- Browse through the tree of the camera and select any folders that you have setup on the camera. What should happen, if you have taken any pictures or movies, is that the main window pane to the right will populate with all of the photos and movies you have taken or placed in the particular folder your selected
- You can right click on any picture or movie and select Save or select multiple pictures and movies and go to the File menu and select Save selected Photos… or use Ctrl+S as a shortcut to save the photos and movies to your hard drive
- If you do choose to save files you will be given the options to Save photos, Save raw data, Save audio data, Save thumbnails, and Save EXIF data. I recommend at least to have the first and last options checked because you will want to save your photos (duh!) and you will probably want to save the EXIF data (all of the information about each photo (e.g. date, time, resolution, camera settings, etc.)) inside of the file. If you are saving movies you will probably want to have the Save audio data option checked as well
- You are done and should be a happy Sony DSC-W1 Linux user now
You may use the following links (provided by John) or you can use yum or apt-get (if your distro supports them) to download and install. [See my How To for <a href="yum_apt-get/yum.html">yum</a> or <a href="yum_apt-get/apt-get.html">apt-get</a>]
- <a href="http://www.gnome.org/gnome-office/eog.shtml" title="Gnome: Eye of Gnome"> Eye of Gnome</a> image viewer for looking at all of your photos
- <a href="http://www.gimp.org/downloads/" title="GIMP Download"> GIMP</a> image editing software to edit and manipulate all of your photos (e.g. remove blemishes, take out red eye, and other things to make yourself look like you should be on the cover of a magazine)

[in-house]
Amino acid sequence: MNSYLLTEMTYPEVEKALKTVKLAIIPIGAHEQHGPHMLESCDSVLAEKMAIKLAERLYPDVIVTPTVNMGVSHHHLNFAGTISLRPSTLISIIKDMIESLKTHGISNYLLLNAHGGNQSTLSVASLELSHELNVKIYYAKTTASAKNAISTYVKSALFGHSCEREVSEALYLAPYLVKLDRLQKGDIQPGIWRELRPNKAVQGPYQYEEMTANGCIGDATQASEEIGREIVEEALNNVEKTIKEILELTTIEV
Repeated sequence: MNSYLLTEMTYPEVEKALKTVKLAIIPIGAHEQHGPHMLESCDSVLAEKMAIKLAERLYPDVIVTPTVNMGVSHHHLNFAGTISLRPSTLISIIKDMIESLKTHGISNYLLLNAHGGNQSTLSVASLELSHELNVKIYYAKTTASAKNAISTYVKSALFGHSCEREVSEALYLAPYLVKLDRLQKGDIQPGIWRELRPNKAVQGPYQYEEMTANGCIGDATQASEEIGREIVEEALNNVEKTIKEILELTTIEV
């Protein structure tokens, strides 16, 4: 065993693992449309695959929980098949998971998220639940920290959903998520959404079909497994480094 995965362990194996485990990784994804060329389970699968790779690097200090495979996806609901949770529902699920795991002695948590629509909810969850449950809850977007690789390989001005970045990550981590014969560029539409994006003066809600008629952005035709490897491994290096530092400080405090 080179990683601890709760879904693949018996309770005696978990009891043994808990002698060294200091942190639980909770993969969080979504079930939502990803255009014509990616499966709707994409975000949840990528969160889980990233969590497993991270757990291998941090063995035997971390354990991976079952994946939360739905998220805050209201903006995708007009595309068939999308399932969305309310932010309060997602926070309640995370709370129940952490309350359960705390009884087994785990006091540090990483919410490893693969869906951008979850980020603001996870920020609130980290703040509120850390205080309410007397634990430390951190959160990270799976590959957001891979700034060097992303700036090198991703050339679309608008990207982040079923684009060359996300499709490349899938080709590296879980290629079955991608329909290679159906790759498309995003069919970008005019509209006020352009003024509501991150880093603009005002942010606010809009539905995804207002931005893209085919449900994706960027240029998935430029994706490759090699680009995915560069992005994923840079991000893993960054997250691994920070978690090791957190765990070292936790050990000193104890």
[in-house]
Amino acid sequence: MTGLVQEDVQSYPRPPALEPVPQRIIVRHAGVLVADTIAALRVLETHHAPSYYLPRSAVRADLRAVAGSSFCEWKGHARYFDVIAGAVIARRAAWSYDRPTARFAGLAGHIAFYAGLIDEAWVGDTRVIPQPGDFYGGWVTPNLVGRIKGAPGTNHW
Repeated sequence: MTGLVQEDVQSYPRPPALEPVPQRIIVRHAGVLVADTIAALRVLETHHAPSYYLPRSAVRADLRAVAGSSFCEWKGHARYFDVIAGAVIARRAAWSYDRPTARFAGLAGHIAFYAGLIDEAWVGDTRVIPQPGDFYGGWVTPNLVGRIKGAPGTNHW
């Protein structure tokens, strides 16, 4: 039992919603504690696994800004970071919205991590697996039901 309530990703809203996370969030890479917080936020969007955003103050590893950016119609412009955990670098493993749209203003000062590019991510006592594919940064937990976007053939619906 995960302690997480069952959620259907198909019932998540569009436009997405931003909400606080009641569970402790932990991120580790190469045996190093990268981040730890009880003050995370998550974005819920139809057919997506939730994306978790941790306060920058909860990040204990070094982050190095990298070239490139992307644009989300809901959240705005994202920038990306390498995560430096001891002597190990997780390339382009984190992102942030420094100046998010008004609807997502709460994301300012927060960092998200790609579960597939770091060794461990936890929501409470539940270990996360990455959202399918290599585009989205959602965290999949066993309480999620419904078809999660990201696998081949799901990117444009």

- <a href="http://www.gimp.org/tutorials/Red_Eye_Removal/" title="GIMP: Red Eye Removal"> Red Eye Removal</a> tutorial for <a href="http://www.gimp.org/" title="GNU Image Manipulator Program"> GIMP</a>
- <a href="http://registry.gimp.org/plugin?id=4153" title="GIMP Registry: EXIF Browser Plugin"> EXIF Browser Plugin</a> for <a href="http://www.gimp.org/" title="GNU Image Manipulator Program"> GIMP</a> so you can view all of the important information stored in your photos (e.g. date, time, resolution, camera settings, etc.). This will need the <a href="http://sourceforge.net/projects/libexif" title="libEXIF"> libexif</a> library to be install as well
- <a href="http://www.sentex.net/%7Emwandel/jhead/" title="jhead EXIF viewer"> jhead</a> is a console utility that will allow you to view all of the detailed EXIF information saved to your photos by the camera
- <a href="http://www.mplayerhq.hu/homepage/dload.html" title="MPlayer Download">MPlayer</a> to play any of the movies created with your camera. This will need a few things to be installed first: among other things are the <a href="http://lame.sourceforge.net/download/download.html" title="LAME Download"> LAME libraries</a>
I have verified these steps on Fedora Core 1 and 2
And again a big thanks to <a href="http://johnwyles.com">John Wyles</a> for an excellent write up.